Revision #2 Authors: Oded Goldreich, Avi Wigderson

Accepted on: 26th February 2021 13:35

Downloads: 14

Keywords:

We study the relation between the query complexity of adaptive and non-adaptive testers in the dense graph model.

It has been known for a couple of decades that the query complexity of non-adaptive testers is at most quadratic in the query complexity of adaptive testers.

We show that this general result is essentially tight; that is, there exist graph properties for which any non-adaptive tester must have query complexity that is almost quadratic in the query complexity of the best general (i.e., adaptive) tester.

More generally, for every $q:\N\to\N$ such that $q(n)\leq{\sqrt n}$ and constant $c\in[1,2]$, we show a graph property that is testable in $\Theta(q(n))$ queries, but its non-adaptive query complexity is $\Theta(q(n)^c)$, omitting $\poly(\log n)$ factors and ignoring the effect of the proximity parameter $\epsilon$. Furthermore, the upper bounds hold for one-sided error testers,

and are at most quadratic in $1/\epsilon$.

These results are obtained through the use of general reductions that transport properties of ordered structured (like bit strings) to those of unordered structures (like unlabeled graphs).

The main features of these reductions are query-efficiency and preservation of distance to the properties.

This method was initiated in our prior work ({\em ECCC}, TR20-149), and we significantly extend it here.

New Sec 1.4 and 6, featuring an extension

of Thms 1.2-1.4 to complexities that may also (or only) depend on the proximity parameter.

Revision #1 Authors: Oded Goldreich, Avi Wigderson

Accepted on: 5th November 2020 16:10

Downloads: 72

Keywords:

We study the relation between the query complexity of adaptive and non-adaptive testers in the dense graph model.

It has been known for a couple of decades that the query complexity of non-adaptive testers is at most quadratic in the query complexity of adaptive testers.

We show that this general result is essentially tight; that is, there exist graph properties for which any non-adaptive tester must have query complexity that is almost quadratic in the query complexity of the best general (i.e., adaptive) tester.

More generally, for every $q:\N\to\N$ such that $q(n)\leq{\sqrt n}$ and constant $c\in[1,2]$, we show a graph property that is testable in $\Theta(q(n))$ queries, but its non-adaptive query complexity is $\Theta(q(n)^c)$, omitting $\poly(\log n)$ factors and ignoring the effect of the proximity parameter $\epsilon$. Furthermore, the upper bounds hold for one-sided error testers,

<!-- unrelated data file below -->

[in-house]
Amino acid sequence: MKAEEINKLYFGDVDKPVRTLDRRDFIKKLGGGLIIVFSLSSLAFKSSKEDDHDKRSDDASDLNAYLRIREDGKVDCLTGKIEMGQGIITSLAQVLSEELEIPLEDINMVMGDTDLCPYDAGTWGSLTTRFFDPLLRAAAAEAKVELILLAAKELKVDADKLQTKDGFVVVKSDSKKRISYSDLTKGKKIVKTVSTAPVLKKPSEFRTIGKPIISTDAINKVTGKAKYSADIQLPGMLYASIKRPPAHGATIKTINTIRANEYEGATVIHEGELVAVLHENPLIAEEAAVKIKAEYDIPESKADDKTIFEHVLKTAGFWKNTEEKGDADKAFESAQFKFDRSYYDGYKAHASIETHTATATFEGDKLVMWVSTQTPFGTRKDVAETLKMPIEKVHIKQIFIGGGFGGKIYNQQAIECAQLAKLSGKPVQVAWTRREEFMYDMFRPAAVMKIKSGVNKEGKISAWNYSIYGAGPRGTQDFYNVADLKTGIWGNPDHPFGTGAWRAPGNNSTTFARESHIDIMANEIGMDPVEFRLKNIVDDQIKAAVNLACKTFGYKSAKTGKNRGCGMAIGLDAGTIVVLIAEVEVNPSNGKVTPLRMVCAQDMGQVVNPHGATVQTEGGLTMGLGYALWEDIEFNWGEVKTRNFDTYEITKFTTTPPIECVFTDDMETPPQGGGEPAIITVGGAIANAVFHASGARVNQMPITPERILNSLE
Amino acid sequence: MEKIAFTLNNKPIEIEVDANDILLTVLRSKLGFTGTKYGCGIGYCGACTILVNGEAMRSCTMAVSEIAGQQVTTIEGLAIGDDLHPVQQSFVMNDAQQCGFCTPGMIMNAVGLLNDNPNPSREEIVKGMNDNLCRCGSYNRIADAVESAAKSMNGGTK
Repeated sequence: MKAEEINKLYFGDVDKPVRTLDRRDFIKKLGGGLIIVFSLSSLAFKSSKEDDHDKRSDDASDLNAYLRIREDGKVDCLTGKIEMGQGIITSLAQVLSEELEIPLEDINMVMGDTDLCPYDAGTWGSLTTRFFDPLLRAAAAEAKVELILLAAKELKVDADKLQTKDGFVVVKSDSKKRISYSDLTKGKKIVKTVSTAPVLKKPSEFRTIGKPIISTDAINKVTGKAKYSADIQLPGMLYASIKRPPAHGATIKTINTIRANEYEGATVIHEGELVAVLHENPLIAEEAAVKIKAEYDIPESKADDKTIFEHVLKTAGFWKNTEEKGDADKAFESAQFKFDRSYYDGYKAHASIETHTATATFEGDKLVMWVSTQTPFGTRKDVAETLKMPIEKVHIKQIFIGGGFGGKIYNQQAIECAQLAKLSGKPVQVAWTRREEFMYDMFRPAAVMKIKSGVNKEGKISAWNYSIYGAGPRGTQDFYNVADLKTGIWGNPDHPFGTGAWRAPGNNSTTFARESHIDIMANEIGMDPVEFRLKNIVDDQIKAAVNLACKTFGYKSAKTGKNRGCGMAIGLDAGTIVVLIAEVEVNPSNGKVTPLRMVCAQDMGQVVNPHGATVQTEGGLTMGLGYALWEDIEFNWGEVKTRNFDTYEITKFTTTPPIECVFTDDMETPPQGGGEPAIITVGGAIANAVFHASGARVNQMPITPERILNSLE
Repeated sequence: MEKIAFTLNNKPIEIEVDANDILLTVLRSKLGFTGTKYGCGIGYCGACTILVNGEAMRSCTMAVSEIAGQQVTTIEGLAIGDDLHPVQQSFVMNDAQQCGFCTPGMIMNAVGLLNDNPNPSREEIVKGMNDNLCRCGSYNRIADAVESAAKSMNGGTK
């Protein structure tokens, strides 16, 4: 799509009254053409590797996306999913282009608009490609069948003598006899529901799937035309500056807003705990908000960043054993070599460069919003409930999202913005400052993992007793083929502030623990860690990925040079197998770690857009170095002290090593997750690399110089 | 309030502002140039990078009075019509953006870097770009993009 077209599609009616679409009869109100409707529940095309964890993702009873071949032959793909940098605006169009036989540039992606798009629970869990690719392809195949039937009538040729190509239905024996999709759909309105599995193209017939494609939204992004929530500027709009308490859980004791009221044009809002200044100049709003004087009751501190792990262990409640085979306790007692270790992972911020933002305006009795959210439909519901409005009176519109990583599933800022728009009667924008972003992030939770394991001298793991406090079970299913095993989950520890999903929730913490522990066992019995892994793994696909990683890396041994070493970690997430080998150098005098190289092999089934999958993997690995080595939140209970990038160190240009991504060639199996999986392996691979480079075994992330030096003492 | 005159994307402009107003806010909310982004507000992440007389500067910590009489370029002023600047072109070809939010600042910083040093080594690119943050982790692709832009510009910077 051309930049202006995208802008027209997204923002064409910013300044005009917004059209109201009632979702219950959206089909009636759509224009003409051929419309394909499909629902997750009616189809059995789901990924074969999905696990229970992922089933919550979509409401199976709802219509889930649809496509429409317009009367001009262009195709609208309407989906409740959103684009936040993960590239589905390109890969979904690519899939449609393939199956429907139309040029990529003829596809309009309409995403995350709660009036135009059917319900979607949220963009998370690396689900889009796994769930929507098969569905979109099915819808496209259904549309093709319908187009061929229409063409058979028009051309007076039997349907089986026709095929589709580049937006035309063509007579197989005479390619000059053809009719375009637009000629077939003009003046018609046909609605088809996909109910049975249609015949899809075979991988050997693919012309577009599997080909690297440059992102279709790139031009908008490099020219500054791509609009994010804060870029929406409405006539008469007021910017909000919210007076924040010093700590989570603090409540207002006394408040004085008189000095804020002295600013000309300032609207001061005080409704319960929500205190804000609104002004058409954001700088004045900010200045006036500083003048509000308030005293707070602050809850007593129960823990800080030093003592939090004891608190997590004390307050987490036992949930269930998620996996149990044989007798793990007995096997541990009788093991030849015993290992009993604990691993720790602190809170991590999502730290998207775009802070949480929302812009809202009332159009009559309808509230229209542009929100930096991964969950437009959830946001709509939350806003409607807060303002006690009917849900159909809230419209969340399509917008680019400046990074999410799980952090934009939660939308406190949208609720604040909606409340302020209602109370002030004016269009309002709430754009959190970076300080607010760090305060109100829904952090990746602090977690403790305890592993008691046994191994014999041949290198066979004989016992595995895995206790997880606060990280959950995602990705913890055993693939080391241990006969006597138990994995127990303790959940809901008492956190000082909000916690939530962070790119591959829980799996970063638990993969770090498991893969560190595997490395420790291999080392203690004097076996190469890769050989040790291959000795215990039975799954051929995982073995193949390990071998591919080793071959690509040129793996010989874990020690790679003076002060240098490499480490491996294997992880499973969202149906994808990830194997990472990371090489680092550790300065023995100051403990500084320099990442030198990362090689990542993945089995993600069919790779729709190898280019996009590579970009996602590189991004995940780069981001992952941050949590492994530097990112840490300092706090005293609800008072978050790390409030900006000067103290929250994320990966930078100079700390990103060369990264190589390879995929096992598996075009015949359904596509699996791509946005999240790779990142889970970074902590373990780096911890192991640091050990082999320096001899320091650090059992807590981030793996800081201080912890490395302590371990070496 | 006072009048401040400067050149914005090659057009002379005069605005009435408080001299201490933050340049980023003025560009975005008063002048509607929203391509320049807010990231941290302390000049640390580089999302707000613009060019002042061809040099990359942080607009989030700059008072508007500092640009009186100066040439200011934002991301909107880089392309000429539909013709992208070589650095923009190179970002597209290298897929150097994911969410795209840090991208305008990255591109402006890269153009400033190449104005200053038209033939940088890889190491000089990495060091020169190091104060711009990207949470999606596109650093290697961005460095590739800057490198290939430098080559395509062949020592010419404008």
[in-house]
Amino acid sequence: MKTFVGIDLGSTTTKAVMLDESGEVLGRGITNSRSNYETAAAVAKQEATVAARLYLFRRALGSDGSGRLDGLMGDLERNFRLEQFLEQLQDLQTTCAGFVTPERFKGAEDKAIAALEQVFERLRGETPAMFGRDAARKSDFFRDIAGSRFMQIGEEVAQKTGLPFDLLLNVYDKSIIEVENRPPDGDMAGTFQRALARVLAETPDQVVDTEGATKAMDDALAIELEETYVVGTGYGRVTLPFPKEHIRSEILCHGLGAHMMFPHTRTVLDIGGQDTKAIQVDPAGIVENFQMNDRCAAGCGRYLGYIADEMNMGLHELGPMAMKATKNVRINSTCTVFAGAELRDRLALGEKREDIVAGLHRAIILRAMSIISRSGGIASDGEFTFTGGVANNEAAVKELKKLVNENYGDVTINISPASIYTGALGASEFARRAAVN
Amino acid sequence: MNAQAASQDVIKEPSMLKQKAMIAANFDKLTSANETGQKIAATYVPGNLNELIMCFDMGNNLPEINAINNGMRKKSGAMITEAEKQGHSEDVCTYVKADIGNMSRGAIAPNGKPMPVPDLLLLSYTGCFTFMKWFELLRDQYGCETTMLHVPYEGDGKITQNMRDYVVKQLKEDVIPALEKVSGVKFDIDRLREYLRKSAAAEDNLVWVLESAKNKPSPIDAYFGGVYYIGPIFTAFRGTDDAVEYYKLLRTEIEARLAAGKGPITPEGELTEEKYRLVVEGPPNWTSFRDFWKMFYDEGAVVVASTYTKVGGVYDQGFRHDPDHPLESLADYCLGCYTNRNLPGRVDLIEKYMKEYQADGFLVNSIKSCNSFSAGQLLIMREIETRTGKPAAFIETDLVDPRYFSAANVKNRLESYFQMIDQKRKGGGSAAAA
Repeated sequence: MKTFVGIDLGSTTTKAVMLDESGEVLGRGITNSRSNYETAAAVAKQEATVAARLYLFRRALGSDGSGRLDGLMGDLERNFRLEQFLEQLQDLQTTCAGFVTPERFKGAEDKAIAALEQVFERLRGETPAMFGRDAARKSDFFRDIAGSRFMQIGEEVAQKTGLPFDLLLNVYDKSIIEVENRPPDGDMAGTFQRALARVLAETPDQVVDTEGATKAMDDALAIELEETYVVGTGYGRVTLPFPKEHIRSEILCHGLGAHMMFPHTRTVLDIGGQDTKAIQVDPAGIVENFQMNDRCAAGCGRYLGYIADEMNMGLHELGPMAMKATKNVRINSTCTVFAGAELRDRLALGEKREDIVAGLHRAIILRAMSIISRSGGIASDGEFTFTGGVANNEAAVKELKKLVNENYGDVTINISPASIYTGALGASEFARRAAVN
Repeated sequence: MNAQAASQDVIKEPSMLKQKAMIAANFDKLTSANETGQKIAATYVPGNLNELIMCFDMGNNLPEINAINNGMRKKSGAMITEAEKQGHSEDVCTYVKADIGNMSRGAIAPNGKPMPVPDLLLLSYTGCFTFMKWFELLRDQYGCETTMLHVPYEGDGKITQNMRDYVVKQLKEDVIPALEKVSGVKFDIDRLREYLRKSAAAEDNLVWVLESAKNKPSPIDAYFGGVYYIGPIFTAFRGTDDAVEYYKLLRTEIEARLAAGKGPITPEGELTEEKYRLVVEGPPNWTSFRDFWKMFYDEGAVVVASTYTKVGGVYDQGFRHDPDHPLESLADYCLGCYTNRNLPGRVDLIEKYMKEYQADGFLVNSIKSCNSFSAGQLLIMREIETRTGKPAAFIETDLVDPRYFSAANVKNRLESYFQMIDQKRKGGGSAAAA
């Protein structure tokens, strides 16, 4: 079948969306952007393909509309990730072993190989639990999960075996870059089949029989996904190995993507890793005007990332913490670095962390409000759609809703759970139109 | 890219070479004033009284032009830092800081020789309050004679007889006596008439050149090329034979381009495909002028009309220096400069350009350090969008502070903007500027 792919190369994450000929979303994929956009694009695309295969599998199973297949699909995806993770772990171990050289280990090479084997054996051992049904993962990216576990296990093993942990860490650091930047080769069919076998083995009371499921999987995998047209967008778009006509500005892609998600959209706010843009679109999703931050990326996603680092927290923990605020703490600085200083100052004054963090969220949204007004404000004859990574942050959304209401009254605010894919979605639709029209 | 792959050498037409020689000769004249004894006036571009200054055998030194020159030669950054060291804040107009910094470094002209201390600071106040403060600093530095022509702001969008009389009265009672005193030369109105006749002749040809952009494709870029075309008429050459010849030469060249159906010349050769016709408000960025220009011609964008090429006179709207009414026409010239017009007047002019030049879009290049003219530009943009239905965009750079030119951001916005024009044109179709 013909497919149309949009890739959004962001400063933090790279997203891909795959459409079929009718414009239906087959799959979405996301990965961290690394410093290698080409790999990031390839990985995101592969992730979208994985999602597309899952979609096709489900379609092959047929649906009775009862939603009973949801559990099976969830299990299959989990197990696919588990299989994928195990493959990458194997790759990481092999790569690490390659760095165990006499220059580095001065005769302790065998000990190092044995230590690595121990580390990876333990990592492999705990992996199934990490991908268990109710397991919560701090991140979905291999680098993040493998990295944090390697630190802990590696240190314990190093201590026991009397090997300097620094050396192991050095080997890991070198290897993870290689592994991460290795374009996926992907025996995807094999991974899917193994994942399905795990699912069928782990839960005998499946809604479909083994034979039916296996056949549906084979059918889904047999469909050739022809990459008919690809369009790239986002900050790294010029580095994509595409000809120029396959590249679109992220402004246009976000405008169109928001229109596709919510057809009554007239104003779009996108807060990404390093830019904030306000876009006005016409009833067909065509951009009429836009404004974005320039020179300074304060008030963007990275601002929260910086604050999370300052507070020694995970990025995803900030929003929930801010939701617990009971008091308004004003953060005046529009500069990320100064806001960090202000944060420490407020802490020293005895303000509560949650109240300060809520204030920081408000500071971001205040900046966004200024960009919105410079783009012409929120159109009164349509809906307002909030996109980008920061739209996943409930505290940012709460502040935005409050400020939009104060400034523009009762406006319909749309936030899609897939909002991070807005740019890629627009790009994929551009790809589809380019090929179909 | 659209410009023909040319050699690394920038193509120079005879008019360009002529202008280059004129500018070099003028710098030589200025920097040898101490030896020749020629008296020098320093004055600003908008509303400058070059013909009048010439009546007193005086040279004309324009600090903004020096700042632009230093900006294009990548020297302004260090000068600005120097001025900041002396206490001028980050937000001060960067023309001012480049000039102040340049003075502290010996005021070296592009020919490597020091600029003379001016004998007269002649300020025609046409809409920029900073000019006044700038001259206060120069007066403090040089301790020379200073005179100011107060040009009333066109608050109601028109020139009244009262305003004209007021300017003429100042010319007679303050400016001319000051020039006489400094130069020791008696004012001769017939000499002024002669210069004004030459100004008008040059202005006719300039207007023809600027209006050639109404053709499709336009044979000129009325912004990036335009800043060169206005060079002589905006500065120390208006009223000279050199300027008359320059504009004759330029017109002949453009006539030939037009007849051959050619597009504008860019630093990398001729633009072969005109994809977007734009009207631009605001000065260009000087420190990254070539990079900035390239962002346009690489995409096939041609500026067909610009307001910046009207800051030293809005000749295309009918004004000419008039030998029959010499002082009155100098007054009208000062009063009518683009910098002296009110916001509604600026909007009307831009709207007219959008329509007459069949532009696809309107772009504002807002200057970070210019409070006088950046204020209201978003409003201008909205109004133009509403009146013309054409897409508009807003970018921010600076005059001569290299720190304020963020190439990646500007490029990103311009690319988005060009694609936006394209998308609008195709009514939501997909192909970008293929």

and are at most quadratic in $1/\epsilon$.

These results are obtained through the use of general reductions that transport properties of ordered structured (like bit strings) to those of unordered structures (like unlabeled graphs).

The main features of these reductions are query-efficiency and preservation of distance to the properties.

This method was initiated in our prior work ({\em ECCC}, TR20-149), and we significantly extend it here.

Removing a side comment that was not fully justified.

TR20-160 Authors: Oded Goldreich, Avi Wigderson

Publication: 2nd November 2020 17:24

Downloads: 137

Keywords:

We study the relation between the query complexity of adaptive and non-adaptive testers in the dense graph model.

It has been known for a couple of decades that the query complexity of non-adaptive testers is at most quadratic in the query complexity of adaptive testers.

We show that this general result is essentially tight; that is, there exist graph properties for which any non-adaptive tester must have query complexity that is almost quadratic in the query complexity of the best general (i.e., adaptive) tester.

More generally, for every $q:\N\to\N$ such that $q(n)\leq{\sqrt n}$ and constant $c\in[1,2]$, we show a graph property that is testable in $\Theta(q(n))$ queries, but its non-adaptive query complexity is $\Theta(q(n)^c)$, omitting $\poly(\log n)$ factors and ignoring the effect of the proximity parameter $\epsilon$. Furthermore, the upper bounds hold for one-sided error testers,

and are at most quadratic in $1/\epsilon$.

These results are obtained through the use of general reductions that transport properties of ordered structured (like bit strings) to those of unordered structures (like unlabeled graphs).

The main features of these reductions are query-efficiency and preservation of distance to the properties.

This method was initiated in our prior work ({\em ECCC}, TR20-149), and we significantly extend it here.